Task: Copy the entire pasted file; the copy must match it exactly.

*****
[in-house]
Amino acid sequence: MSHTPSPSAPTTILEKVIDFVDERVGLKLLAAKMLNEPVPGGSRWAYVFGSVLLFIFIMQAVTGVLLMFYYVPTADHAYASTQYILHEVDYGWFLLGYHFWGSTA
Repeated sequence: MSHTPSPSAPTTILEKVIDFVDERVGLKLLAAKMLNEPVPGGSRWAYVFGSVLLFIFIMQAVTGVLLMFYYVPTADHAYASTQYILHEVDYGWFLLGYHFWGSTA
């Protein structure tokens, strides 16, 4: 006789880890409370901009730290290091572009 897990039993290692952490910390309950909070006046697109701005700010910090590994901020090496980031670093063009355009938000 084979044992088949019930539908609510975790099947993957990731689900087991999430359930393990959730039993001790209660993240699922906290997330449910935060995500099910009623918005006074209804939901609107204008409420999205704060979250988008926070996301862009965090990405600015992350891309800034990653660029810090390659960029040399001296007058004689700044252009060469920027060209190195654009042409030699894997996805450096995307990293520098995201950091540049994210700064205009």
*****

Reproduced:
[in-house]
Amino acid sequence: MSHTPSPSAPTTILEKVIDFVDERVGLKLLAAKMLNEPVPGGSRWAYVFGSVLLFIFIMQAVTGVLLMFYYVPTADHAYASTQYILHEVDYGWFLLGYHFWGSTA
Repeated sequence: MSHTPSPSAPTTILEKVIDFVDERVGLKLLAAKMLNEPVPGGSRWAYVFGSVLLFIFIMQAVTGVLLMFYYVPTADHAYASTQYILHEVDYGWFLLGYHFWGSTA
């Protein structure tokens, strides 16, 4: 006789880890409370901009730290290091572009 897990039993290692952490910390309950909070006046697109701005700010910090590994901020090496980031670093063009355009938000 084979044992088949019930539908609510975790099947993957990731689900087991999430359930393990959730039993001790209660993240699922906290997330449910935060995500099910009623918005006074209804939901609107204008409420999205704060979250988008926070996301862009965090990405600015992350891309800034990653660029810090390659960029040399001296007058004689700044252009060469920027060209190195654009042409030699894997996805450096995307990293520098995201950091540049994210700064205009």